There are different ways to protect yourself from getting HIV/AIDS. Using condoms when you have sex is the most common way. An extra way to protect yourself is called PrEP.
PrEP stands for Pre-Exposure Prophylaxis. This is a way of protecting yourself from getting HIV by taking a tablet once a day every day. PrEP does not prevent you from other infections that you can get when having sex, so it is still important to use condoms to be protected from these.
PrEP is recommended for people who are at high risk of getting HIV. You are at high risk if you are a man who has anal sex with other men and do not always use a condom, or if you have a heterosexual partner who has HIV and you want to have a baby, or if you are someone whose partner has HIV, but is not taking HIV medication, and you don’t always use a condom. PrEP can help you to worry less about getting HIV.
PrEP works very well if you take it every day. You should try to take it at the same time each day. If you don’t take the tablets every day, you may not be as well protected against HIV. Your doctor can give you more information.
Not everyone will have side effects. Most people won’t have any. Side effects can include nausea, dizziness, headaches, tiredness, stomach cramps and diarrhoea. Usually, these stop after a few weeks. If they last longer you should see your doctor.
Most people who take PrEP do not have any serious problems. However, taking PrEP for a long time can affect your kidneys, so it’s important that these are checked. Your doctor will do a blood test every three months while you are taking PrEP to check this.
No, you don’t. You can stop and start PrEP as your life and risk of getting HIV changes. You should only take PrEP during the times you are at high risk of getting HIV. For example: you might take PrEP when you are having a lot of different sexual partners or you are trying to have a baby. You can stop taking PrEP when that changes.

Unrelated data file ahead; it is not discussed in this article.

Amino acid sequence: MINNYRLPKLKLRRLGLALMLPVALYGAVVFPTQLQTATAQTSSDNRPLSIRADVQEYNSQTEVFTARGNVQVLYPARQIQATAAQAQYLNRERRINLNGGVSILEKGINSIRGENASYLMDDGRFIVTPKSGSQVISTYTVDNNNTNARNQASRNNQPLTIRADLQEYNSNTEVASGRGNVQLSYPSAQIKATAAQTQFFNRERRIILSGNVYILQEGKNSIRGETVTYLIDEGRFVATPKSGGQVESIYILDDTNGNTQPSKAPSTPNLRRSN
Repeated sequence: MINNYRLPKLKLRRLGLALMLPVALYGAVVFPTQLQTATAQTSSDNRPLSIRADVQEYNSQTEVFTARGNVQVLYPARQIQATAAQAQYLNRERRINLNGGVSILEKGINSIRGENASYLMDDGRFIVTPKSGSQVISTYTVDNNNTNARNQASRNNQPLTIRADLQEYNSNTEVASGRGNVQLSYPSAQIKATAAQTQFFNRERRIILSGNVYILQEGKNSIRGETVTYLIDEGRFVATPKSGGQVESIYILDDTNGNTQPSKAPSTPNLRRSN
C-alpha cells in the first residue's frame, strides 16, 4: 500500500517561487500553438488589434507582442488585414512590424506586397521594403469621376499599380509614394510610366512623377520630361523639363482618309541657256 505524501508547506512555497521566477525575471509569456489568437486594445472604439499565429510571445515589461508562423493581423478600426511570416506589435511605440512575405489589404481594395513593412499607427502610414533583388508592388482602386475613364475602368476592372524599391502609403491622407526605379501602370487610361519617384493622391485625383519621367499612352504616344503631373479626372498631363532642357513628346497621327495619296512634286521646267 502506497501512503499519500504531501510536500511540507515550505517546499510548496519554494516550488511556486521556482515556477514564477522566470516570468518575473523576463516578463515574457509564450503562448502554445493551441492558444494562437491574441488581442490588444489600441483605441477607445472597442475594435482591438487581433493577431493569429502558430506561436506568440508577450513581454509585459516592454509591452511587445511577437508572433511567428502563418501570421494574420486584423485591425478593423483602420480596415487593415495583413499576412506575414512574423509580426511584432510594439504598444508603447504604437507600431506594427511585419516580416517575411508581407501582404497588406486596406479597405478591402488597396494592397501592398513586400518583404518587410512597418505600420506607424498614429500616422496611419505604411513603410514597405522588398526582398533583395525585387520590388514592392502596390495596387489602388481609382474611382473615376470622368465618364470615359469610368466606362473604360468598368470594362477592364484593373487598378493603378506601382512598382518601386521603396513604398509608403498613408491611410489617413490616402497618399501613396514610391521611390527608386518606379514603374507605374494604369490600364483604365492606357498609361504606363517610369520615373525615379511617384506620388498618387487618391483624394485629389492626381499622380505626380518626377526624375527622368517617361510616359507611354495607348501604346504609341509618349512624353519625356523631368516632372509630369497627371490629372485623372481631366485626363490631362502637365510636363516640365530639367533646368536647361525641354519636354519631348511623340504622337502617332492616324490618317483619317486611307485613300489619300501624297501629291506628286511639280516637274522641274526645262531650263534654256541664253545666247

Yes, you can. If you are trying to get pregnant and your partner has HIV, you can take PrEP to protect yourself and your baby from HIV. To be protected from HIV you must take PrEP every day for 20 days before you and your partner have sex without a condom. You must take it every day while you are trying to get pregnant and keep taking PrEP for 30 days after the last time you have sex without a condom. Taking PrEP will not stop you from getting pregnant. If you are a woman with HIV and your partner does not have HIV, your partner can take PrEP to protect himself when you have sex without a condom. Your doctor can give you more information.
If you are at high risk, the doctor will do:
- A HIV test. If this shows that you already have HIV, you should not take PrEP.
- A hepatitis B test. If you have chronic hepatitis B you may need to see another specialist doctor before you know if you can take PrEP.
- Kidney tests (blood tests), as these can be affected by the PrEP medication.
- Tests for other infections you can get from having sex. If PrEP is right for you, the doctor will give you a prescription and explain the different ways that you can get PrEP.
The NSW Sexual Health Info Link is a phone service that can:
• Give you more information about PrEP
• Help you understand if PrEP is right for you
• Help you find a doctor who is experienced in HIV and who knows about PrEP
If you want to talk in your own language, call theTranslating and Interpreting Service (TIS) on 131 450, ask for an interpreter in your language and then ask them to call the NSW Sexual Health Info Line on 1800 451 624.